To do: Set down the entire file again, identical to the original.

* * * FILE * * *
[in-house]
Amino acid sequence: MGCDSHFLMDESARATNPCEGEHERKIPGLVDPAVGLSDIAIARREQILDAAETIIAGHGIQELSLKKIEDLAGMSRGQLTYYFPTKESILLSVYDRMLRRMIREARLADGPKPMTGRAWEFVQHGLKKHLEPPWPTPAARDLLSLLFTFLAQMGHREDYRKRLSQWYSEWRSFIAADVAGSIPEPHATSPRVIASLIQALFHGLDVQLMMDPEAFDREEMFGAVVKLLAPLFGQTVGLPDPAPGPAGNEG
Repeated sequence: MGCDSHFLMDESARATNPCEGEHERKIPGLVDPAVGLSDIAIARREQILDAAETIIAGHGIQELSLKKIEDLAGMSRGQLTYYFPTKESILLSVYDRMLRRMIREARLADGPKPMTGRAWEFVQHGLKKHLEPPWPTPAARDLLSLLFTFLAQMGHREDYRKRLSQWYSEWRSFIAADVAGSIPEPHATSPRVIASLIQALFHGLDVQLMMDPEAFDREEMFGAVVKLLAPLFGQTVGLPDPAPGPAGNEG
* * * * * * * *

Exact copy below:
[in-house]
Amino acid sequence: MGCDSHFLMDESARATNPCEGEHERKIPGLVDPAVGLSDIAIARREQILDAAETIIAGHGIQELSLKKIEDLAGMSRGQLTYYFPTKESILLSVYDRMLRRMIREARLADGPKPMTGRAWEFVQHGLKKHLEPPWPTPAARDLLSLLFTFLAQMGHREDYRKRLSQWYSEWRSFIAADVAGSIPEPHATSPRVIASLIQALFHGLDVQLMMDPEAFDREEMFGAVVKLLAPLFGQTVGLPDPAPGPAGNEG
Repeated sequence: MGCDSHFLMDESARATNPCEGEHERKIPGLVDPAVGLSDIAIARREQILDAAETIIAGHGIQELSLKKIEDLAGMSRGQLTYYFPTKESILLSVYDRMLRRMIREARLADGPKPMTGRAWEFVQHGLKKHLEPPWPTPAARDLLSLLFTFLAQMGHREDYRKRLSQWYSEWRSFIAADVAGSIPEPHATSPRVIASLIQALFHGLDVQLMMDPEAFDREEMFGAVVKLLAPLFGQTVGLPDPAPGPAGNEG